There’s a scene in “Peppa Pig,” the wildly popular children’s cartoon, where the well-meaning but bumbling Daddy Pig steps on one of his kids’ toys and is sent flying across the room before landing on his backside. When this happens, Sam O’Brien leaps off the couch, clutches his feet and explodes with laughter.
Sam signals to his mother to play it again. She does. Daddy Pig goes flying; Sam explodes with laughter.
He looks up at his mother: Play it again, Sam signals.
Three-year-old Sam deploys a wide variety of signs: “Mommy” is made by opening his hand and touching his thumb to his chin. For “Daddy,” his thumb is placed on his forehead. For “water,” he makes a W with the fingers of one hand and bounces it off his chin.
Sam was born with Down syndrome, a genetic disorder that affects his growth and intellectual ability. It also affects his speech, which is why his parents have been helping him learn sign language — to combat the frustration he feels when he can’t communicate in English or Japanese.
Neither Carl, 32, or Elizabeth, 33, who met while studying at Northwestern College in Minnesota and now live in Nara Prefecture, knew Sam when he was born. The O’Briens had been trying to have children of their own but couldn’t conceive. They thought about pursuing different treatments and options, but they didn’t feel it was right for them.
“We felt like adoption would be good, seeing as there are waiting kids already,” Elizabeth says. However, the route to adoption is never straightforward, nor is it automatic. Together and individually, the couple questioned why they wanted a family.
“For me, was it that we could finally fill that empty feeling? ‘We have a child that, you know, would love us and call us Mommy and Daddy,’ or is it because we have love to give away?” Elizabeth says.
Beginning in 2013, they contacted several adoption agencies in Japan and were referred to Ai no Kesshin, a nonprofit care home based in Shizuoka run by Christian missionaries.
From the beginning of the consultation period Ai no Kesshin had asked the O’Briens to consider the possibility of adopting a child with a disability.
In the spring of 2014, after a six-month consultation period with Ai no Kesshin that included numerous meetings in which they were vetted separately and together, and “in which they asked every single kind of question you can think of and then some,” the O’Briens were approved for adoption. However, they were informed that Ai no Kesshin only had babies with a disability for adoption.
“That really made me think about our motivation: Am I doing this because I always wanted to be a mom or is it because there is a need out there and we can do something about it?” Elizabeth says.
Ultimately it was a choice of whether they were doing it for themselves or for another human being.
“If we are adopting because the child needs us, then the perspective changes: We are adopting in order to help someone else, to give them love and attention,” Carl says.
They had one meeting with Sam before he came to live with them in June 2014 aged 8 months.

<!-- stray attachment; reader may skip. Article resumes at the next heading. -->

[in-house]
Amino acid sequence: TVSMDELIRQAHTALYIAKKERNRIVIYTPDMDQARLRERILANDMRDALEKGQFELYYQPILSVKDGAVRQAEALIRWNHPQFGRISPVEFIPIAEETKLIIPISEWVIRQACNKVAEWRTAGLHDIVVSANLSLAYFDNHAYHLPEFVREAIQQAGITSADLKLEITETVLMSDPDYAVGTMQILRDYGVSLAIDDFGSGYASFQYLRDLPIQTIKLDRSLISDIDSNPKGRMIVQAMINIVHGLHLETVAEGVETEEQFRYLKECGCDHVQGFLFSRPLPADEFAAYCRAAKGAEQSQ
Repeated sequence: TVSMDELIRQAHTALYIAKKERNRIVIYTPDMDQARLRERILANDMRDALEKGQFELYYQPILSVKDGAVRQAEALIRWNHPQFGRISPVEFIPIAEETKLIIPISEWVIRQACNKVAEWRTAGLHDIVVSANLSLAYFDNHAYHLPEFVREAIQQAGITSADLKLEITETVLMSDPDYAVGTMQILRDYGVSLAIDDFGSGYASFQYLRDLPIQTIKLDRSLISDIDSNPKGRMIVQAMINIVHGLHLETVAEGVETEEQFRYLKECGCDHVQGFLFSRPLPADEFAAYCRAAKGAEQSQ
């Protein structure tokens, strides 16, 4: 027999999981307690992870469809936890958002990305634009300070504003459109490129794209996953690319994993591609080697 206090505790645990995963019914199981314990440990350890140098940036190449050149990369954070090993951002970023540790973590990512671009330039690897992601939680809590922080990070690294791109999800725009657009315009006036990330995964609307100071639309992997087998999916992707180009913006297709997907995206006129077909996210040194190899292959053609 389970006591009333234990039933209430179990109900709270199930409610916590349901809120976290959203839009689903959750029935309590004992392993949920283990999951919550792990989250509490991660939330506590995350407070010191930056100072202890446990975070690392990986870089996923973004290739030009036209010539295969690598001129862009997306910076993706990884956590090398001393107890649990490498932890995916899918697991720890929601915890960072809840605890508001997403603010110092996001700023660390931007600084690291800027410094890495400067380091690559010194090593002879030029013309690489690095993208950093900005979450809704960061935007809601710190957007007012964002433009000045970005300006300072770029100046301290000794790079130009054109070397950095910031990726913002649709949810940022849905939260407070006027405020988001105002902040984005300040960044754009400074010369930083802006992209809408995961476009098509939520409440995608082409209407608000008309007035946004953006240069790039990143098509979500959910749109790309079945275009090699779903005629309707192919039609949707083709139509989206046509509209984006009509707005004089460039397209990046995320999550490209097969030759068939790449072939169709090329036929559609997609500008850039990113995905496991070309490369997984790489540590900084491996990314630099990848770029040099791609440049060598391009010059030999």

Neither of the O’Briens had a rose-tinted view of what Down syndrome meant, and they understood that things would be difficult, but no amount of reading or consulting prepares you to be a parent. But this is something all parents (belatedly) recognize: You’re never ready.
Forging a bond between mother and son was difficult in the first few months, Elizabeth admits, especially as she had not been through a pregnancy.
“I felt more like a babysitter,” she says. Gradually, through quotidian things like introducing Sam as “my son,” that bond grew stronger.
Sam is, in so many ways, just like any toddler: He gets tantrums; he throws his toys about; he climbs every piece of furniture he can scale; and he can steal the show, as when he takes the center of the living room to beat his chest like a gorilla.
Carl, who works as a preschool teacher, says that one of the biggest differences between Sam and other kids is that he doesn’t have a “filter.”
“Every feeling that he has, other kids have, and every feeling that other kids have, he has. The difference is that when Sam feels something, it’s 100 percent. When he’s upset, he’s upset, and when he’s happy, he’s just over the moon, and when he’s sad, it’s heartbreaking.”
Overall, Elizabeth says, caring for Sam is not harder than she expected. Granted, he goes to the doctor more often, he’s more susceptible to colds and he wears himself out quicker. His parents also need to factor in more time for everything from getting ready to go out to eating meals. But she also admits that being a first-time mother, she doesn’t have anything to compare it to. In effect, she just gets on with it. They both do.
They are grateful for the community and social support, especially as both their families live on the other side of the Pacific. Sam is enrolled with a toddlers’ group at a local kindergarten, he has speech and occupational therapy twice a month, and twice a week he goes into Nara for play therapy, which he loves.
“The support system’s been critical for us. I couldn’t do this if I didn’t have the community support that I do,” Elizabeth says, acknowledging the assistance they get from friends, their church, therapists, teachers and local government workers.